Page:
White Hot Light: Twenty-Five Years in Emergency Medicine
- By Frank Huyler
- Harper Perennial
- 272 pp.
- Reviewed by Sarahlyn Bruck
- September 23, 2020
This compassionate essay collection beautifully captures a life spent in healthcare.
Albuquerque physician Frank Huyler returns with a collection of 30 essays chronicling a quarter-century of his life in — and sometimes out of — the ER. White Hot Light comes more than two decades after his well-received first book, The Blood of Strangers. In this new collection, as in the earlier one, Huyler writes about his colleagues, patients, and the harrowing, exhausting, and sometimes exhilarating work he performs.
From the start, he grips readers with “The Boy,” a haunting story that takes us inside his thoughts as he examines a young teen shot through the heart. It’s an “unsurvivable injury,” yet there’s initially no blood, just a small hole in the boy’s chest. As the team inspects the now-dead body, there’s a shared sense of practical problem-solving mixed with intimacy, reverence, and curiosity.
He follows this opening essay with one recounting the night his own boy was born; another describing a single father who brought his injured-Marine son — his “brain full of shrapnel” — into the hospital; and another recalling the mother of an addict.
Throughout, Huyler makes it impossible not to become emotionally wrapped up in these people’s stories of disease, injury, mental illness, and addiction — their fights to survive and, sometimes, to die. The essay “Mercy,” in particular, demonstrates how complicated a physician’s role as healer can be.
In “The Sleeper,” Huyler and his team are faced with a patient having a heart attack. They act swiftly and save the man’s life. Afterward, while the patient, expected to fully recover, sleeps peacefully, Huyler takes a moment to revel in the triumph:
“Glory, like failure, like so many of the black stories, is private and small in medicine. But there are moments of breathtaking greatness also, and they too pass unspoken like ordinary days, and that night I was very aware that I was looking at the product of greatness, and that I shouldn't deny it. I thought of him waking up in the morning, blinking at the view, and I know from experience that it might seem like nothing to him, that he might easily fail to understand how close he'd come, that like a child he might shrug it off, and never grasp, or wonder, or recognize, and that when his ordinary life continued it would seem as ordinary as ever. But these are the moments we cling to, and as time passes, must remind ourselves to cling to. In a few hours that man would walk out of the hospital under the big western sky with his life before him again.”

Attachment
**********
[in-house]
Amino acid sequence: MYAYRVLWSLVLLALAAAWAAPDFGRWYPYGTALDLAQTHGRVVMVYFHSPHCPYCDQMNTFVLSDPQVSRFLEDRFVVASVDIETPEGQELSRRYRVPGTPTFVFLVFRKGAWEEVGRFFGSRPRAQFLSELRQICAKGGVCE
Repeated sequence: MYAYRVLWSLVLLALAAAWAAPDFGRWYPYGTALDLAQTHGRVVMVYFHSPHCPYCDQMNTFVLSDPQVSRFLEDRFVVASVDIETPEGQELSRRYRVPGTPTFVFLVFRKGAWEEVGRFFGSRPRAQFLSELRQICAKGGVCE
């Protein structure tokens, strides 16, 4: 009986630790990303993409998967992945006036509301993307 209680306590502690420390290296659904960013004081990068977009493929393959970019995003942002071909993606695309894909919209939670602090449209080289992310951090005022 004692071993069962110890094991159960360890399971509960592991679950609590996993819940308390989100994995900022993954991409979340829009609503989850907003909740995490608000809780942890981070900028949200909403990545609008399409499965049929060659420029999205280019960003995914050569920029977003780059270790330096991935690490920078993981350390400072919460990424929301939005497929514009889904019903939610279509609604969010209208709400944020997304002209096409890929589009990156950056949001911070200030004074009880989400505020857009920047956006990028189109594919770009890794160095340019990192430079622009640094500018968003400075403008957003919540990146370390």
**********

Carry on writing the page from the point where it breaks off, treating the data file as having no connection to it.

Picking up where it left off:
These recollections provide glimpses of Huyler as a physician, obviously, but also as a father, husband, friend, and child. His parents, both once teachers at international schools, traveled abroad to England and Japan when he was young, and he revisits the lives that touched him back then — a dear friend, a teacher, the mother of a schoolmate — with clarity and sensitivity. As readers, we see hints of how those moments continue to shape the author in middle age.
The essays in White Hot Light can be read separately — in fact, many have appeared on their own elsewhere — but together, they speak powerfully, like the music on an album.
I can’t help but consider the impact of this book’s release in this age of covid-19, when we’re seeing not only heroism, ingenuity, and compassion from healthcare workers, but also their humanity and vulnerability. Frank Huyler provides an inside view of these heroes’ lives at a time when we need it most.
Sarahlyn Bruck is a community college writing professor and the author of two contemporary novels, Designer You and the forthcoming Daytime Drama. She lives in Philadelphia with her husband and daughter.